At a time when enterprise software demand is slowing, customer education could be a way to increase sales. In the last few months, I have been hearing quite consistently from early stage enterprise software companies that their number one company priority is to increase one of three metrics: sales pipeline, average sales price (ASP) per deal, or average recurring revenue (ARR). This is not surprising considering the softening enterprise software marketing. Demand is slowing, valuations are falling, and funding events are few are far between. And don't even think about IPOs in 2016.
They are all trying to extend what cash they have to make it through this slow patch in the market.
I believe these companies can put a lot more focus on customer education as a means to generate demand and increase sales. I know this from a confluence of three experiences:
- I see it: Many of our customers use customer education to increase sales.
- I hear it: Prospects are asking us this specific question frequently.
- Others say it: Phil Fernandez, Marketo CEO, believes, and has stated publicly, that customer education (or lack thereof) is the biggest growth limiter in the marketing automation space.
And since I have heard this question "How can we increase pipeline, ASP, and/or ARR?" repeatedly since the beginning of 2016, it is about time I summarize a few customer education strategies software companies can put to action to help increase these metrics.
Why Customer Education Can Work to Increase Sales
Before we get into specific strategies, it is useful to understand why customer education would work to increase sales.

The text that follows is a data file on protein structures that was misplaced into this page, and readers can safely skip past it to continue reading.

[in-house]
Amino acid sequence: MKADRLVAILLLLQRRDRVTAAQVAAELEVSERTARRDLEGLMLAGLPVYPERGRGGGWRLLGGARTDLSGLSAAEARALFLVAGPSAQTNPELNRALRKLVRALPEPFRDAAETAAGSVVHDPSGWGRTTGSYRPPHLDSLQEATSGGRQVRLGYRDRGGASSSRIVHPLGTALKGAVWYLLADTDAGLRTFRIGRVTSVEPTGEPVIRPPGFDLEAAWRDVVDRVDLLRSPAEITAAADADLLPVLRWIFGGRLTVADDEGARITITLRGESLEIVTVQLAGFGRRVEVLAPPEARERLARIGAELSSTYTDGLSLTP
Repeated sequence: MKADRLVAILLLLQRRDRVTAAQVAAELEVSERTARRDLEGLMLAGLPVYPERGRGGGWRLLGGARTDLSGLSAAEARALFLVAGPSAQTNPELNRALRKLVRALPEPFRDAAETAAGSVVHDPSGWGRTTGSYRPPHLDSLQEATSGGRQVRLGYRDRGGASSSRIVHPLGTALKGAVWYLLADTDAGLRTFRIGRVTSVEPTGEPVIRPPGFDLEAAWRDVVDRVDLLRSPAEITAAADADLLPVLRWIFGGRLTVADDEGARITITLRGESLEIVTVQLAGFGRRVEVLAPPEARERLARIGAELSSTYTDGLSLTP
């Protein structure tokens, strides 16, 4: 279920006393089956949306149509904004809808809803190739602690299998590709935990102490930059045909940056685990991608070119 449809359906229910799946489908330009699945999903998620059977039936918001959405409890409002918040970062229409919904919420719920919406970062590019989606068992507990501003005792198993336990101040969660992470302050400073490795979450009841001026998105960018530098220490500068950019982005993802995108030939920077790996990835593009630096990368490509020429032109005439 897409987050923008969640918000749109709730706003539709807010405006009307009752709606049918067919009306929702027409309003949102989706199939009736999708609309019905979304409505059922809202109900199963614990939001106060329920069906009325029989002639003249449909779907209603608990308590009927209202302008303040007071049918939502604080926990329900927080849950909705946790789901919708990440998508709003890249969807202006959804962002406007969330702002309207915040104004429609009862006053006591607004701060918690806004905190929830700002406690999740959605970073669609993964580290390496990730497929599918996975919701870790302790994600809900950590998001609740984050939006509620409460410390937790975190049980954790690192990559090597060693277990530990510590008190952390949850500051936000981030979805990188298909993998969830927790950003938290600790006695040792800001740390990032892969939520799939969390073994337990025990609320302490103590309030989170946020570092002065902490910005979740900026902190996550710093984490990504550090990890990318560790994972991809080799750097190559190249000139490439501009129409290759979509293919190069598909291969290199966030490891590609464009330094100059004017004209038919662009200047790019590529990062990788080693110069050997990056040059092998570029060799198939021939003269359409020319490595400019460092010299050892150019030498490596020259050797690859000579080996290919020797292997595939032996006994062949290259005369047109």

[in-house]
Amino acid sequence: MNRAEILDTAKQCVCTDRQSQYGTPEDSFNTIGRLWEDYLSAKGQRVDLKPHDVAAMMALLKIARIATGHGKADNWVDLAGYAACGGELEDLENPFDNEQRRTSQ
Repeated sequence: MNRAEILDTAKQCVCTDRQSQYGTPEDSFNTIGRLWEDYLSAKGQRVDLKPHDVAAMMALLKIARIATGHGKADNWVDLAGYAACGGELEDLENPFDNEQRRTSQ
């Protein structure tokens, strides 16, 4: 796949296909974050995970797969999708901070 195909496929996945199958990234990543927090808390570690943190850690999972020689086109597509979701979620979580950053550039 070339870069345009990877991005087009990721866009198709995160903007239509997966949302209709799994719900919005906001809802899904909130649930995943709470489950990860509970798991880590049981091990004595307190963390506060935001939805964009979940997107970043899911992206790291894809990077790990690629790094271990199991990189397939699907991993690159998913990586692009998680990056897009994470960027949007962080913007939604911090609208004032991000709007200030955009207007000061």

As we all know, Google changed everything. Hardly anyone makes a move anymore without searching for it on Google, including enterprise software buyers. Before anyone talks to your company about your product, they have done some search to learn something about the problem they are having, how it can be solved, and what solutions existing to help them solve it.
A few years ago, the Corporate Executive Board conducted research that showed a stat that confirms my assertion above:
57% of the purchase decision is complete before a customer even calls a supplier.
So, people search Google. When people search Google, do they find your software company?
Do a google search for your product or your underlying technology and see what comes up. Do you? Do your competitors? Now, change the search to "Learn 'your technology'"
What comes up?
Consider the following search terms to see what I mean. Try them yourself.
- Openstack training
- Hadoop training
- Marketing training
- Learn DevOps
In each of these cases, software companies are among the first results. So I ask again, when people search for similar terms in your industry, does your company come up?
Once we understand that people are trying to educate themselves about solutions to their problems, we can start to develop strategies for helping these people discover us and educate themselves using our "stuff."
Now, let's get back to the three customer education strategies you can use to help increase sales.
Increase Pipeline Contribution
So, we agree that people are searching for solutions to problems and that we want our company to come up in the search results. One way we can do that is to offer free training on our website that anyone can find. The training could be product training or training on the underlying technology or training on best practices for how to do that job better or even education about the art of what's possible with your technology.
The key point is that the learning has to be discoverable, easy to sign up for, and free. Your free training cannot be behind a paywall or available only to customers after they log in to their account. The goal is to be discoverable and to raise awareness of your brand and to provide something valuable that helps people learn something new or otherwise learn to do something better. This is not about how great your stuff is. It is about how great the learner/prospect will be if they put this new thing (your technology) into action.
We have customers who offer training for free and track that free training as direct influencers to increased sales pipeline.